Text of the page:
Americans have a high tolerance for screw ups.
And that tolerance is matched by a complementary willingness to forgive.
Take Charlie Sheen for instance, an over-the-top narcissist who believes that a home rich with mind altering substances, pornography and adult film stars is a modern day dwelling for nurturing loving family values.
We all know that is whack but let this fruit loop go public with an apology or even a disingenuous act of kindness and most would be willing to let bygones be bygones IF in some way the forgiveness yielded a gain of some sort for everyone.
Right now the NFL has a war on its hands and the combatants are the players and the owners. Both seem rather piggish to me and neither side appears very trustworthy and the mounting spin doctoring has left a bad taste in the mouths of those who both sides depend on most – the fans.
But no worries – the fans will eventually forgive once there’s a labor truce or better still, full blown peace. They’ll soon forget the outlandish things they said about selling their season tickets; never watching another game; burning their officially licensed jerseys; etc, etc…
They will forget about the billionaires and the millionaires wanting more while the average Joe lives paycheck to paycheck as soon as their team takes the field.
That’s just the way it is…
It’s no different in Philadelphia and if you want proof you need to look no further than Michael Vick.
Philadelphians have rarely if ever been accused of holding back their feelings. And I’m sure dog lovers throughout the City of Brotherly Love campaigned for Vick to be treated in a manner not too dissimilar from the heinous ways in which he treated dozens and dozens of defenseless animals.
But when Vick was allowed to return to the NFL after serving his time in a Federal Penitentiary, the city of Philadelphia welcomed another brother with loving arms – for the most part.
As time went by and Vick showed remorse as a former serial dog murderer, more and more would get behind him and stand in the line of forgiveness. And as Vick’s accomplishments on the field grew while wearing the Eagles’ colors, that line lengthened exponentially.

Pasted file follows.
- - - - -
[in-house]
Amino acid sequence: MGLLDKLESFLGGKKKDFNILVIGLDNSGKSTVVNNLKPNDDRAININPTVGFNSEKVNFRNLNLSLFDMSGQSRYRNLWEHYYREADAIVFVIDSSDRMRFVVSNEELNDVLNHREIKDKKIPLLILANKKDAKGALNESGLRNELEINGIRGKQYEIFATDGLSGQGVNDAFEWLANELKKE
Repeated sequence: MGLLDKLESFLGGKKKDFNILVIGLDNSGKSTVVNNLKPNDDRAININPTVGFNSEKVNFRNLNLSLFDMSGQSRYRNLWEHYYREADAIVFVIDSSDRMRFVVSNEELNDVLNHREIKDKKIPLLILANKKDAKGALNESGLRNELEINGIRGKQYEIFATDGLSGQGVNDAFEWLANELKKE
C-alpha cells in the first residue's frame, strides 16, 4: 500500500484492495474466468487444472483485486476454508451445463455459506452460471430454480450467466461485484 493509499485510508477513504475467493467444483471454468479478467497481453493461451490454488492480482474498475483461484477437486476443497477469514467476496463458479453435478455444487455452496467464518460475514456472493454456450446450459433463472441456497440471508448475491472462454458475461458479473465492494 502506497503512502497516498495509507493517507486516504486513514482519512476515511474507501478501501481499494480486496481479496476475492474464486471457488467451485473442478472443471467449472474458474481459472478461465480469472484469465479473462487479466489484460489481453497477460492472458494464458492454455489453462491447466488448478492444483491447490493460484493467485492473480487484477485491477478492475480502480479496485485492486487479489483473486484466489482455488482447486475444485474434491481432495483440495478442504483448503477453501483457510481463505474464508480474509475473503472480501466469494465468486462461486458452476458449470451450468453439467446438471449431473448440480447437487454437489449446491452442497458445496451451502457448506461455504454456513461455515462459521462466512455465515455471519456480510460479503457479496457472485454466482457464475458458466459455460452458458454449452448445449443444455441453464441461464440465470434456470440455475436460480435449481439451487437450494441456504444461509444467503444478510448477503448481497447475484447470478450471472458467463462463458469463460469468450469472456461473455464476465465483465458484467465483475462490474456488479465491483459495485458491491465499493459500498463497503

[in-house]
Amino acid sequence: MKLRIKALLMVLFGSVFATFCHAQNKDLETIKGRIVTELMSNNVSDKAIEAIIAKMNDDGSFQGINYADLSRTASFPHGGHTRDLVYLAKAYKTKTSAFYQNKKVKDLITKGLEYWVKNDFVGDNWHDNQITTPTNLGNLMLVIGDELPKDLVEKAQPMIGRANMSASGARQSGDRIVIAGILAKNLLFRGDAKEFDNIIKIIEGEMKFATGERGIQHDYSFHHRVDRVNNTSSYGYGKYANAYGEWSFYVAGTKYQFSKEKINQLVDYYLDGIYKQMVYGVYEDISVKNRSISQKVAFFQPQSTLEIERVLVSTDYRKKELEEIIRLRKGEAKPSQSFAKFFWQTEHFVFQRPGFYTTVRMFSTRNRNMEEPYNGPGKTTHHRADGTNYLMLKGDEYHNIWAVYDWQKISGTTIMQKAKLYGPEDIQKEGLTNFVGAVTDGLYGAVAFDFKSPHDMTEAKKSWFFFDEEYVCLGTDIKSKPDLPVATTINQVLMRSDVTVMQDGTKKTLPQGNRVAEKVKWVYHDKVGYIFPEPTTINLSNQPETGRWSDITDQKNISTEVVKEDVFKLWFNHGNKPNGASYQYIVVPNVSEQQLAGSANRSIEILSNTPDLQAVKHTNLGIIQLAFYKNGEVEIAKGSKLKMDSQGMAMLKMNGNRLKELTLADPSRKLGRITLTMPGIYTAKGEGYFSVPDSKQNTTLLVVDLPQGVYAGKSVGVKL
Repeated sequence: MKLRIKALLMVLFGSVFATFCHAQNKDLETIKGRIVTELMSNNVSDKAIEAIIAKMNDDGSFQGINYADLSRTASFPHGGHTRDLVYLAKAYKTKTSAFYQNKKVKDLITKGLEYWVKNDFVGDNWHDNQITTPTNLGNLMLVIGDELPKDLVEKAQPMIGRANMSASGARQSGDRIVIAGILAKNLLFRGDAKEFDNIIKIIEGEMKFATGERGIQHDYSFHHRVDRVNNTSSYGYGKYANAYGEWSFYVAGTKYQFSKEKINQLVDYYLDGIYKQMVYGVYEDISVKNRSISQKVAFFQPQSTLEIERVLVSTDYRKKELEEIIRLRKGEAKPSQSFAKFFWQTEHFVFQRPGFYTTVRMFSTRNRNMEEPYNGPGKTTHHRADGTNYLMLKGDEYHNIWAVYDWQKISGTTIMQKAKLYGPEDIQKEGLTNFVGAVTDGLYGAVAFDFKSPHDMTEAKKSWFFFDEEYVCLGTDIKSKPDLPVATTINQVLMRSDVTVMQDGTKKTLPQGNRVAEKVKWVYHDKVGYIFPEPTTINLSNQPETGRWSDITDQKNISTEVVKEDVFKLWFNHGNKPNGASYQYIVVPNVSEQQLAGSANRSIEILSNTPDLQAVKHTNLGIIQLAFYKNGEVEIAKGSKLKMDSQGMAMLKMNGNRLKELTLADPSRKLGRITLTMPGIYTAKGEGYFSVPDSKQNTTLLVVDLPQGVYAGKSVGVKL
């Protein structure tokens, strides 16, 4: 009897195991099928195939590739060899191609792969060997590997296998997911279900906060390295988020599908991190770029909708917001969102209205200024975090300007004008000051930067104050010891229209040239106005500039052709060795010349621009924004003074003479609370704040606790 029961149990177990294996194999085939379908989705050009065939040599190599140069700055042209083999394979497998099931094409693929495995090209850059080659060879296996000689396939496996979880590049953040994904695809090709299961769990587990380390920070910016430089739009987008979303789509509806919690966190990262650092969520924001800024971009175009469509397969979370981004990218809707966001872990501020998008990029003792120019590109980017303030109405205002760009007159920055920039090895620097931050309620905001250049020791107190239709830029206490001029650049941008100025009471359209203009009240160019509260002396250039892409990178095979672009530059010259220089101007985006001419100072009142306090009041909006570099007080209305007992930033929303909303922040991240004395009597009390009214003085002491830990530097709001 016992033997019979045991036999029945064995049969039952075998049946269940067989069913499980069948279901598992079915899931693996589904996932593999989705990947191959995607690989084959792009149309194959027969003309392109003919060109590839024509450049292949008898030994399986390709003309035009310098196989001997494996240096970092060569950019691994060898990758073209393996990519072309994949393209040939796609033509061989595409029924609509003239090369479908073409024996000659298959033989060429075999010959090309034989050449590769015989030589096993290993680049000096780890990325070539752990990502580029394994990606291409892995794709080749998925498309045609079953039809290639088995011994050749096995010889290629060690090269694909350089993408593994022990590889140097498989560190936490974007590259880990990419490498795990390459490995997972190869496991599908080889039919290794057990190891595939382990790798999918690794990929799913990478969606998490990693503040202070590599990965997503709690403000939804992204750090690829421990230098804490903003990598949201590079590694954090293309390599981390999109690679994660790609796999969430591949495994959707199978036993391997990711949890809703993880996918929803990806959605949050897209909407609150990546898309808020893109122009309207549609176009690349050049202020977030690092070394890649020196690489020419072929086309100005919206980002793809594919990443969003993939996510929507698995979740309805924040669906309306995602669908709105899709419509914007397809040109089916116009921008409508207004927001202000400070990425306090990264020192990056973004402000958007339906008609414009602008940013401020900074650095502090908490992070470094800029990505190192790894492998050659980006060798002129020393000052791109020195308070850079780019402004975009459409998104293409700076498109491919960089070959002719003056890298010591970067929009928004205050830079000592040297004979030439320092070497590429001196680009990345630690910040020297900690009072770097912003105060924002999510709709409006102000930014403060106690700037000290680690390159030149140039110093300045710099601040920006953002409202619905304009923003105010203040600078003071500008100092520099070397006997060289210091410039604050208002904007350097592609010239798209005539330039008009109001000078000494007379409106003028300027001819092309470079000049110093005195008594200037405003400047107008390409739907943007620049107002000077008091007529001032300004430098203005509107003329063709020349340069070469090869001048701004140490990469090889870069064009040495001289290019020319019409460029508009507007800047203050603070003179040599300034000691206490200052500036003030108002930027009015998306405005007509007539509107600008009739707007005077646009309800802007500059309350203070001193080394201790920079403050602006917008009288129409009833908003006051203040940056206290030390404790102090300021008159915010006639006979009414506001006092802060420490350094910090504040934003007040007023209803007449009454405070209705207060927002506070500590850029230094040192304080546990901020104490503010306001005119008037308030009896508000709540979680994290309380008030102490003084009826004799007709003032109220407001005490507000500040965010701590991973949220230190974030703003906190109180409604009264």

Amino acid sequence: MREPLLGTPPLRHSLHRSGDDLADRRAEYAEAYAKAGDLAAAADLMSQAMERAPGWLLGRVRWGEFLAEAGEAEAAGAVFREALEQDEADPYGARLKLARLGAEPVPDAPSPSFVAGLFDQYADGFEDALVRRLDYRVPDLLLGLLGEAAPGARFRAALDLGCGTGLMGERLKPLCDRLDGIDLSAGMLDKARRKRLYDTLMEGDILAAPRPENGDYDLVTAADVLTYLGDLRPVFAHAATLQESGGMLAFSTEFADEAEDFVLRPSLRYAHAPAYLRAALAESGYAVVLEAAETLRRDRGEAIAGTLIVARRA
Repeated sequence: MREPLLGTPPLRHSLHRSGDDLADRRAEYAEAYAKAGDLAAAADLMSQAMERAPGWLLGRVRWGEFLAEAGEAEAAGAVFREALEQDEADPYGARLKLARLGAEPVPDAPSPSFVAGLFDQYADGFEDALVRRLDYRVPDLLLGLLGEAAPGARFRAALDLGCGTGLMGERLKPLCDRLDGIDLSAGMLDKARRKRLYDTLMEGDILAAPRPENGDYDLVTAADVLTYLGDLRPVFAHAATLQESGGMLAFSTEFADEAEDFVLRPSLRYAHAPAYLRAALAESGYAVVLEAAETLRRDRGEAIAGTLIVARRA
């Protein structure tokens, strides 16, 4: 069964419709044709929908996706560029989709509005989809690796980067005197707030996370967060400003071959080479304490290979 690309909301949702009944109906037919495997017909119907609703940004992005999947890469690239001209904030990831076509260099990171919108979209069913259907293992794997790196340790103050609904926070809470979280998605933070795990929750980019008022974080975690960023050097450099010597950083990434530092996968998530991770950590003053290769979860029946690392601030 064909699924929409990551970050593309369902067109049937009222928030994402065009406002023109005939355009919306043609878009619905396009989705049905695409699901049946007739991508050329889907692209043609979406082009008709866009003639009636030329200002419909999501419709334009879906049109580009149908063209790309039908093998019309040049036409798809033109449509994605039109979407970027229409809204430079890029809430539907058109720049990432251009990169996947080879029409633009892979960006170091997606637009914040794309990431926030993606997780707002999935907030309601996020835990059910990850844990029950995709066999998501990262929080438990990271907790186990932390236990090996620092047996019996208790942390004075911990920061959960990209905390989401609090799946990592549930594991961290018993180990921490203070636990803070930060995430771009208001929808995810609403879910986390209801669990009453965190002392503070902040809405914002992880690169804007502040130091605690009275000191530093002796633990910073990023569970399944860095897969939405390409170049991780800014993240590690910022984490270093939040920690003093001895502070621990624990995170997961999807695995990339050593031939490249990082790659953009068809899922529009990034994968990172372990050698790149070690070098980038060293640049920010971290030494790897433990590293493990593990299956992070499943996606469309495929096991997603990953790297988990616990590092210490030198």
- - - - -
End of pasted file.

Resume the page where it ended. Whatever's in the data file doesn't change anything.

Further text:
Vick jerseys were coming off the sales rack almost as quickly as they went on. After a near MVP season, fans decided that the southpaw’s laser arm and warp speed feet were worthy of a Pro Bowl and they made Vick the second highest vote getter in the balloting.
To me that spells forgiveness.
But has he earned it?
A man who willingly and repeatedly electrocuted, drowned and hung dogs that were no longer useful to his dog fighting purpose and profitability – a man who let’s face it, has everything to gain by showing remorsefulness, has he really earned your forgiveness?
To the sports fans of Philly I have to ask, “Would Vick have earned your forgiveness as a member of the Dallas Cowboys?”
What if he had stunk up the field as Kevin Kolb’s relief pitcher?
Now I get that a man who does the time needs some time to show his remorse and with Vick, so far so good. And now that he’s earned the status of a franchised quarterback it gets really interesting for both Vick personally and for the Eagles organizationally.
How will Vick respond to his most recent successes?
The dog fighting rap aside, as heinous as it is, isn’t the only time that Vick has shown thug qualities. He hasn’t exactly been a man of exemplary character off the field when flashing the middle digit to the fans of Atlanta; carrying a water bottle through Miami’s airport that could have served as a nice prop in the Pineapple Express; and let’s not forget the legendary Ron Mexico incident.
Success on the field, acceptance from the fans and a fat new franchise quarterback check will undoubtedly test the level of Vick’s remorsefulness from this point forward.
On the field, Eagles’ fans loved what they saw from Vick and how could they not? His quarterback rating on the season was 100.2 and that doesn’t even factor in his 676 yards rushing and 9 TD’s. All tolled Vick produced 30 scores in his 12 regular season starts.
Yet it can’t be overlooked that Vick faded towards the end of the season. Sacks were more regular and so too were turnovers. In his last two starts (both losses) including the Wild Card loss to the Packers, Vick went down 9 times, produced just four scores and gave the ball away four times. His quarterback rating during those games was a very pedestrian 76.7.
Did opponents begin to figure Vick out?
Did they create a blueprint for beating the Vick-led Eagles?
Once again time will tell when it comes to Vick but lingering questions both on and off the field could leave the Eagles in a bind. Do they give him a big contract once the CBA issues are resolved or do they let the $16 million + franchise price tag ride?
This is really a tough call for the Eagles front office because they are one slip up from the Vick or his posse and one trade of Kevin Kolb away from a potentially disastrous 2011 season.
The Eagles would be wise to hang on to their insurance policy.
And like a good neighbor, Kevin Kolb is there.